Discovering Dakota | Down in the valley

The following column was originally published in The Jamestown Sun on Aug. 25, 2008.

I felt a little ill while pulling into Valley City, N.D., on a recent Saturday.

I don’t know if it was caused by my lack of sleep or lousy diet, but I wasn’t at my best when I turned off Interstate 94 into this town of about 7,000 people.

Whatever it was, it made me think a stop at the Medicine Wheel was worth a try.

The wheel is an arrangement of stones that work as a calendar using the sun. It is located south of the main part of Valley City State University’s campus. It was put there in the early 1990s by VCSU Professor Joe Stickler and several of his students to emulate similar devices built by Native Americans.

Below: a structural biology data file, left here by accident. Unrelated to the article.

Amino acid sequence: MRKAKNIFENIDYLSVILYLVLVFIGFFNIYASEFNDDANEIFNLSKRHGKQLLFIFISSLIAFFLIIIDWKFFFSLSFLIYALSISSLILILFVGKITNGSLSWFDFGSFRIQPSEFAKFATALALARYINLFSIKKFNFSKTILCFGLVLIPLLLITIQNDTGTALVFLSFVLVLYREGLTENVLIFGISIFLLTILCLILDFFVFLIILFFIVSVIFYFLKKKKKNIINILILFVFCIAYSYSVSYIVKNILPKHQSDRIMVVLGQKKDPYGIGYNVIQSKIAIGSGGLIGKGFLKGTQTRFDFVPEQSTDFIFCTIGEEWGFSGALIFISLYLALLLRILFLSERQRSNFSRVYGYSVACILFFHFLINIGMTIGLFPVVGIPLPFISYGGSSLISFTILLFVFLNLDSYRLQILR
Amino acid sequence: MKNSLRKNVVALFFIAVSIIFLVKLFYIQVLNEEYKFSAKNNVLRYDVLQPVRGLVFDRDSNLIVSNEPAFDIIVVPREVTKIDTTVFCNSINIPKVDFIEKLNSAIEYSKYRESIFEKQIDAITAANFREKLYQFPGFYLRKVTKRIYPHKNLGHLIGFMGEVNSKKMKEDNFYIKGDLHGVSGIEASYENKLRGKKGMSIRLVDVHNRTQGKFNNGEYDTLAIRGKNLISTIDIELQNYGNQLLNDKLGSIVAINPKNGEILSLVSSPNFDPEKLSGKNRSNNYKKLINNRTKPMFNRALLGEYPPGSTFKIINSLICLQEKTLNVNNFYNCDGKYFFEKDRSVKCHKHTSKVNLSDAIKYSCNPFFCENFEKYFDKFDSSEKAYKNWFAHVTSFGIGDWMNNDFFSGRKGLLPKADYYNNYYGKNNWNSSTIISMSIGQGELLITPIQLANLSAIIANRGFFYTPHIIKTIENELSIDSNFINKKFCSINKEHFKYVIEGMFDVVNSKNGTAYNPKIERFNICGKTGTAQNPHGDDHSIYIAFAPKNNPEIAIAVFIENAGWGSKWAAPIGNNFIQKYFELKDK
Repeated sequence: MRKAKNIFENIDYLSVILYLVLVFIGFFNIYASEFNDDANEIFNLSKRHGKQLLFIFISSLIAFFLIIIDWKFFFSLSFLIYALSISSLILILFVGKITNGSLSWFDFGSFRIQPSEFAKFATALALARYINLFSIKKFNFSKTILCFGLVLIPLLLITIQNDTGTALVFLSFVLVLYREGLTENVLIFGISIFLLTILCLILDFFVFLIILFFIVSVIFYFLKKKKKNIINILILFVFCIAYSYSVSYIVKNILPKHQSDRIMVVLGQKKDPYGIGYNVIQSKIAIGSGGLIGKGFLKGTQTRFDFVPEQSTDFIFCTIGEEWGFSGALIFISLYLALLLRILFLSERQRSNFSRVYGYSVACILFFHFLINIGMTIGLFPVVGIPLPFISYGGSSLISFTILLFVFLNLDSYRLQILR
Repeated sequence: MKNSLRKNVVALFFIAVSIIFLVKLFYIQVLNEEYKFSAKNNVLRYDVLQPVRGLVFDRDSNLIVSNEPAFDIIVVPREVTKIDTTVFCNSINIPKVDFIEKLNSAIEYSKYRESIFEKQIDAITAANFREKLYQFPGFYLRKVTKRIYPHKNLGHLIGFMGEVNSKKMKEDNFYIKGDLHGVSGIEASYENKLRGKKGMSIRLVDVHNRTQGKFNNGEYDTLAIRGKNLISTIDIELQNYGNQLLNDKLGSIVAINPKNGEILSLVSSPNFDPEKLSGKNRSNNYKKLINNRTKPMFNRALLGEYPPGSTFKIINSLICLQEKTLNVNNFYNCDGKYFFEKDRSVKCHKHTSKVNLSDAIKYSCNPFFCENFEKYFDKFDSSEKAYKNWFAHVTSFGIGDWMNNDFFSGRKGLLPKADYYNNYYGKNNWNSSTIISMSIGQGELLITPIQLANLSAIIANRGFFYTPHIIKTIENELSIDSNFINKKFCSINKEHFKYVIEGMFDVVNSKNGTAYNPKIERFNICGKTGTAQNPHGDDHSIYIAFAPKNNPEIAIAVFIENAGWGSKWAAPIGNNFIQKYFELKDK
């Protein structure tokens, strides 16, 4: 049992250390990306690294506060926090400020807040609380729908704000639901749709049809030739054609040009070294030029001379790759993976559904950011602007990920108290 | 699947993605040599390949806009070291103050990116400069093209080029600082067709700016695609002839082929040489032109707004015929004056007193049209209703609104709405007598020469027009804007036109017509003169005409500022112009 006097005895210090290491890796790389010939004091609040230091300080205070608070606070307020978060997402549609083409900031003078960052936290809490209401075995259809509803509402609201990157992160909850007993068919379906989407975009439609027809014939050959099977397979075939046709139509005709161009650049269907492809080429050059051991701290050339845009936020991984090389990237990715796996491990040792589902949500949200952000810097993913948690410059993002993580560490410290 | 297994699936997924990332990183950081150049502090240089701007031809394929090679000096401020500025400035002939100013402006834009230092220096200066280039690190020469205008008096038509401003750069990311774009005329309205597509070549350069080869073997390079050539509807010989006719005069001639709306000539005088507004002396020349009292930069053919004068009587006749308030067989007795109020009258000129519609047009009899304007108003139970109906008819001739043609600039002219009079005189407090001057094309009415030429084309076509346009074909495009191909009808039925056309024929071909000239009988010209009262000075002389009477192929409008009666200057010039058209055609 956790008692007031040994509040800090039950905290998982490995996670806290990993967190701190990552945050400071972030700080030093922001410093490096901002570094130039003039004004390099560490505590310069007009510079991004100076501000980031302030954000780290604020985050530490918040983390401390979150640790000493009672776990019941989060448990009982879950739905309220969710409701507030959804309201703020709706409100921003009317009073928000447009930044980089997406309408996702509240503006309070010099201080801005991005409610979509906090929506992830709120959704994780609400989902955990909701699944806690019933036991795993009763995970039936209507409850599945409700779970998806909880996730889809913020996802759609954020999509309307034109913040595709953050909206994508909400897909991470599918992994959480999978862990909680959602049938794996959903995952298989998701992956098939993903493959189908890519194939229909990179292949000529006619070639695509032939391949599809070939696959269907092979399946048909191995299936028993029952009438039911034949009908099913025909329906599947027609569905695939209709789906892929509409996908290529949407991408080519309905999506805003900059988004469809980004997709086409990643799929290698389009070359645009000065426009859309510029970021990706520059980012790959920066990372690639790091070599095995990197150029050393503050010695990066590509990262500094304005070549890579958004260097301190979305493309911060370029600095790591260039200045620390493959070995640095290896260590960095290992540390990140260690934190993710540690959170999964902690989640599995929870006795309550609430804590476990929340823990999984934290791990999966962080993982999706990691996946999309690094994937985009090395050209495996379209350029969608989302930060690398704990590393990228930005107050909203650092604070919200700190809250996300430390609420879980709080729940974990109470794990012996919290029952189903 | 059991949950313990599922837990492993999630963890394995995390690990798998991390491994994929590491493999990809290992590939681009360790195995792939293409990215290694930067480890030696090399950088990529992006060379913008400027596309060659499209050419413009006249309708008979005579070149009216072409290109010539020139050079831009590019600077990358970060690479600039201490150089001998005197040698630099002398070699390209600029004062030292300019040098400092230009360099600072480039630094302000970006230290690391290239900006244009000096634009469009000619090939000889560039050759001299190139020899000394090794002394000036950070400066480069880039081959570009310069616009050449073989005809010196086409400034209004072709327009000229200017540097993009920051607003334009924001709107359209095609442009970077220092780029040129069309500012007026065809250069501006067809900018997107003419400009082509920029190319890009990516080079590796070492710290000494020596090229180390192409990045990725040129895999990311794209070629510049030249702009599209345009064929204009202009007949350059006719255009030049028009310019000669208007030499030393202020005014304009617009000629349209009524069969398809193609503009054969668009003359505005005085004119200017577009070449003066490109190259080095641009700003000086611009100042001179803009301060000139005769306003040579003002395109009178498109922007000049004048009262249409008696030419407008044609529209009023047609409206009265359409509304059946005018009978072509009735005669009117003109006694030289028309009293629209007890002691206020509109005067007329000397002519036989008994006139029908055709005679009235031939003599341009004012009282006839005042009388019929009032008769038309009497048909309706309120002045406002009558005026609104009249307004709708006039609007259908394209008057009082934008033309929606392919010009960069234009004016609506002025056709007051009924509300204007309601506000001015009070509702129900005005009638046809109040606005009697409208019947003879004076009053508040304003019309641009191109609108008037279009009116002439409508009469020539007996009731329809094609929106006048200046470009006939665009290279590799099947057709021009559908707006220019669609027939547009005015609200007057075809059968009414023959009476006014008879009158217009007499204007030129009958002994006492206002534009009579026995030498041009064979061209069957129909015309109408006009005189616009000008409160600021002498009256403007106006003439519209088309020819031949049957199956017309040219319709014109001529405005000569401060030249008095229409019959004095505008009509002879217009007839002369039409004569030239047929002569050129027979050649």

I can only guess that those students really wanted some extra credit; some of those stones are huge. The wheel is 213 feet in circumference and doubles as a diagram of our solar system. The circle of red stones in the center form the Sun, and Mercury, Venus and Earth are all located on the wheel. The remaining “planets” sit at locations outside the wheel proportional to what they would be if the entire solar system were compressed to fit on a small piece of North Dakota prairie.

Mars is just outside the wheel, and Jupiter is next to the sign you pass when you first approach the wheel. Saturn, Uranus and Neptune are all along a path that leads to the Regional Technology Center parking lot, where Pluto, the heavenly body formerly known as a planet, sits one-third of a mile from the “sun.” The ring was built long before the International Astronomic Union’s controversial 2006 decision to demote Pluto from planet to planetoid, so don’t think that Stickler and his students made a mistake. And Pluto will always be a planet to me.